Detective Manfred (Leon Lai) has had it tough, real tough. He’s lost his wife, lives out of a car, drinks hard and is obsessed with his work; all the while sporting one hell of an un-fetching beard. Due to his violent tendencies towards suspects Internal Affairs are called in to keep a watch over his methods. During the investigation of a hooker’s homicide, in which one of his team are a suspect, Manfred makes acquaintance with high-flying officer Kee (Richie Ren), the two become friends and this bound increases after a huge teahouse shoot-out forces them upon a huge explosives operation involving a crazed bomb-maker.

Taking the heroic bloodshed valour from yesteryear and injecting it into the more common police procedurals of recent, Dante Lam has created an explosive concoction that rivals the bomb-making prowess of the films antagonist. His eye for realism is matched by his overly elaborate set-pieces, from the John Woo-esque teahouse bullet ballet to the Ringo Lam style populated city chase sequence, he’s taken what has already been done yet still manages to make it feel fresh; a true sign of talent if there ever was one. The urgency in these action scenes are reminiscent of Michael Mann, but there’s an added gorilla filmmaking vibe at play here as pedestrians look on bewildered as the actors run around, bloodied up, waving automatic weapons!

There may be nothing ‘new’ so to speak with the film, story wise it’s all been done before, but from the opening shots it’s apparent that we’re going to be treated to something visually new and exciting. The level of aggression displayed in the action scenes also stand out, the guns sound terrifying when they are fired, which is often, explosions combust and make sure the surrounding area stays aflame in gritty realistic fashion, but Dante isn’t above letting some disbelief soothe in as guns seemingly have limitless magazines when needed and bullet wounds aren’t stopping anyone from continuing to blast their piece! As cartoon-y as the violence can be, the characters remain battered through-out which again adds shades of realism not normally de rigueur in Hong Kong cinema.

I could talk on and on about the great daylight shootouts and chases, or indeed the effective use of brutal violence and the lack of melodrama that normally plagues Hong Kong films, but I won’t as this film deserves to be discovered and scrutinised over and over by any self-respecting fan of Hong Kong cinema. This is the best Hong Kong film I’ve seen in years and if it doesn’t win Best Film and receive a respectful UK release I’ll take a leaf outta Manfred’s book and sport one of hell of a dishevelled beard until it gets one! This, I hope, will be the future for Hong Kong film production; tough, balls-to-the-wall actioners with its pulse on realism but its tongue never too far from its cheek when needed. Highly recommended viewing.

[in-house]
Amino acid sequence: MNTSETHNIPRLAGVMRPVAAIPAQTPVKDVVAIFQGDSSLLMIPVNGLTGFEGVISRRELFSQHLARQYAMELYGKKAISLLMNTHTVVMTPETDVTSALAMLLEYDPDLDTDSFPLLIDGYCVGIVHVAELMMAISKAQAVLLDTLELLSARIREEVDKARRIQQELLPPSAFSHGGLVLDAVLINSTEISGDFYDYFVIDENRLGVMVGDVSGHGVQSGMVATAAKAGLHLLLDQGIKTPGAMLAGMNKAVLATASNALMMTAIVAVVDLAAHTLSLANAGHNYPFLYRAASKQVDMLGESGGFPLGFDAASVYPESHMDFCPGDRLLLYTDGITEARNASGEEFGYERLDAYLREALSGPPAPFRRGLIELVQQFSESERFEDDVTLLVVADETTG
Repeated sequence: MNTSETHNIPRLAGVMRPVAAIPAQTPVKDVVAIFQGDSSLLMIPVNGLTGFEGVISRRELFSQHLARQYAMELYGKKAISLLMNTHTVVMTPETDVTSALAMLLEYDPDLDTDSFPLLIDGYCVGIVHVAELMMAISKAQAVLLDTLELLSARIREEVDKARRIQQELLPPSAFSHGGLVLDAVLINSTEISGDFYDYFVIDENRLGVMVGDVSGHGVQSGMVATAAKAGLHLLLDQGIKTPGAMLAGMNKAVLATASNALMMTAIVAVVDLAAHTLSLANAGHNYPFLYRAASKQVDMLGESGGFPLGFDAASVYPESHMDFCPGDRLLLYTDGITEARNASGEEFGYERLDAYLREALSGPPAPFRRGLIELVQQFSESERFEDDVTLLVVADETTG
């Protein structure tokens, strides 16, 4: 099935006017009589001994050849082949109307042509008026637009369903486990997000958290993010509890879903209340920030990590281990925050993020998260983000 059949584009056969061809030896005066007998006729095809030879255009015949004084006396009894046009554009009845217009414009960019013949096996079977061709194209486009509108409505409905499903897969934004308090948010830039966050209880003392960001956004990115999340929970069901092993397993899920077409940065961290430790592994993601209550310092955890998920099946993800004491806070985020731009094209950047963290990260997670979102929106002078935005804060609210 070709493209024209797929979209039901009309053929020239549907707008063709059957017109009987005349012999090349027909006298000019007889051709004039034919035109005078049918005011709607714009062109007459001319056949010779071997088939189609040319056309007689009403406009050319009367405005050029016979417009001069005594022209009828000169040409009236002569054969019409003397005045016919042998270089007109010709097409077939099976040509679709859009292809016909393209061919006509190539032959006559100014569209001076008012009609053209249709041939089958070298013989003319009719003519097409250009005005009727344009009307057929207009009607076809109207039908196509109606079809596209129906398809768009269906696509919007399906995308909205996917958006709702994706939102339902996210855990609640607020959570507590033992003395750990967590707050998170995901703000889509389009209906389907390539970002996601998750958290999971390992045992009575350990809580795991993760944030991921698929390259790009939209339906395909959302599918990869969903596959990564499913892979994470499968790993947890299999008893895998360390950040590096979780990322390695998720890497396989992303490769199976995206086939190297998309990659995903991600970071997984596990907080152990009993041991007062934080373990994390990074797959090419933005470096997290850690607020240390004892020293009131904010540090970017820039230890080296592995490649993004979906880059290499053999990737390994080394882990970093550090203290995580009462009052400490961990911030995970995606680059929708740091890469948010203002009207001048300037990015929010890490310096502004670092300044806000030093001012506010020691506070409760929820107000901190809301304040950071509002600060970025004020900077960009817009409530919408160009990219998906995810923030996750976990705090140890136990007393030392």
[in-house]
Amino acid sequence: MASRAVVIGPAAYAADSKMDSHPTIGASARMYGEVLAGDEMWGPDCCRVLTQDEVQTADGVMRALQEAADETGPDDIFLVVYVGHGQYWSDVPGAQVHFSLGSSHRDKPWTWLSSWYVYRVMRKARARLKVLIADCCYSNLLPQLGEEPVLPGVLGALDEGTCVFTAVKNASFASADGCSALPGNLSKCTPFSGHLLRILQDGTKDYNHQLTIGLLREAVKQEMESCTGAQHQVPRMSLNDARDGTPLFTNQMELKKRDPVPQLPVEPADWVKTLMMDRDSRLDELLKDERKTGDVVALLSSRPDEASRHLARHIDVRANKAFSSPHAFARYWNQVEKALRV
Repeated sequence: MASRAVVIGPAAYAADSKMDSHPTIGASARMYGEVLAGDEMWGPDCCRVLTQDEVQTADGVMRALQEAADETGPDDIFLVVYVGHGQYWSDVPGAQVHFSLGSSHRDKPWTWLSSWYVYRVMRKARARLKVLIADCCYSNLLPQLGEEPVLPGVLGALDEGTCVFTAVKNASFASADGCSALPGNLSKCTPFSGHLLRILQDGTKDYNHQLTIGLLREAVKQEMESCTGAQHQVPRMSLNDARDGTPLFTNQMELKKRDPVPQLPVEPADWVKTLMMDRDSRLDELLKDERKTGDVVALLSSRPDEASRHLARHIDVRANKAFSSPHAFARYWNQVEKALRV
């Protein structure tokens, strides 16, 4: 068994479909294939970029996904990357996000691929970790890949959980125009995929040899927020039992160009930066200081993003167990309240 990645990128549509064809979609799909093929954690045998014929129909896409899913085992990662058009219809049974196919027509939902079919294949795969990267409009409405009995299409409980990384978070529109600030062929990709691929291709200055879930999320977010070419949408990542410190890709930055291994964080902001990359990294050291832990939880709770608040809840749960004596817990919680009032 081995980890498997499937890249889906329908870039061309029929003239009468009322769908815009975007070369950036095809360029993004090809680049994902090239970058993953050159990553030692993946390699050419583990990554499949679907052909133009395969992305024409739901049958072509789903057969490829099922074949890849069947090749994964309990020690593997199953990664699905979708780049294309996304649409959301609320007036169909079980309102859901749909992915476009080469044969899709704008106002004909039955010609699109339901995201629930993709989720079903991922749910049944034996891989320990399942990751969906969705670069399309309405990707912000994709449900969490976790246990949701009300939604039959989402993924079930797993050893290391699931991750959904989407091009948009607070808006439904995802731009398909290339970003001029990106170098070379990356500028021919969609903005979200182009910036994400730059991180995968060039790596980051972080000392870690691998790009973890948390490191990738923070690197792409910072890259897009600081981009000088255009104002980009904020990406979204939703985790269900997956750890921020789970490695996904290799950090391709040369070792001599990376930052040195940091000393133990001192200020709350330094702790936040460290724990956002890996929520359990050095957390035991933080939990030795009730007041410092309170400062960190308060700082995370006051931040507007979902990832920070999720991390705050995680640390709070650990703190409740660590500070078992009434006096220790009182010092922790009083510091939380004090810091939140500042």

Purchase the DVD here.

Universal Soldier: Regeneration (2009)

Back in 1992, a then unknown German director by the name of Roland Emmerich was flown in to replace Oscar-winner Andrew Davis (The Fugitive) to make a big-budget action/sci-fi extravaganza featuring two of Hollywood’s biggest muscle-heads, Jean-Claude Van Damme and Dolph Lundgren. The film was Universal Soldier and it would become a smash-hit worldwide and one of the last good films Van Damme and Lundgren would appear in!

TV Movies and a theatrical sequel followed, I’ve not seen them as the negative reviews and crappy trailers kept me away, but what bought me to the third instalment? Or fifth if you include the TV movies?! It’s director, John Hyams. Son of Peter Hyams, the man who gave us The Relic with Tom Sizemore, Time Cop and Sudden Death (the last good Van Damme films!) all of which entertained me greatly as a kid. Seeing as Peter was working on this title as DP boosted my interest.

Two teenagers are kidnapped by a band of mercenaries, it transpires that they are the children of the Russian Prime minister and the groups’ leader is demanding the release of hundreds of political prisoners, if this request is not met within 72 hours then they will kill his children and blow up a nuclear reactor they have secured in Chernobyl. To make matters worse, the terrorists also have a Next-Gen UniSol (UFC badass Andrei Arlovski) in their ranks.

Luc Deveraux (Van Damme) is now living in Switzerland and being rehabilitated to integrate back into society by Doctor Sandra Fleming, it’s a bumpy road to recovery however and he still suffers from violent outbursts. When the NGU wipes out the American army and it’s few remaining UniSol’s, they turn their attention to Luc. Pumping him full of drugs and programming him to get the kid’s, stop the nuke and kill the bad guys, but the bad guys still have a trump card up their sleeves…

To think, eighteen years after the original an impressive sequel to one of 90’s cinemas biggest guilty pleasures would be produced, but its here folks and it sure-as-shit is enjoyable. Brutal, well-paced and excellently choreographed, Regeneration does exactly that; maybe not so much for the Universal Soldier franchise as this pretty much brings the film to a satisfying close, but for all the other 90’s genre films out there that deserve the decent sequel they never got, I’m of course referring to films like Cyborg, Blood Sport, Kick Boxer, Red Scorpion, hell, even Showdown in Little Tokyo! It’s about time these films had worthwhile follow ups.

What comes as a surprise is how mature the movie feels; the original had a disposable, even bubblegum, vibe to the proceedings but this one has a harsh sense of realism from the get go that is a pleasant surprise. Part of this stems from the setting and it grounds the story in an area affected by one of mankind’s worse man-made disasters; it would be disrespectful to have a lightness too the proceedings in an area that has seen some of the darkest days in recent history. It’s this maturity that gives the film a quality not many action films can claim these days, and it’s to the creators merit that the film turned out this good. Don’t let the quick release fool you, this is one of 2010 pleasant surprises and deserves its place on the shelf of any action fan, especially those of Van Damme, Lundgren or mixed martial arts.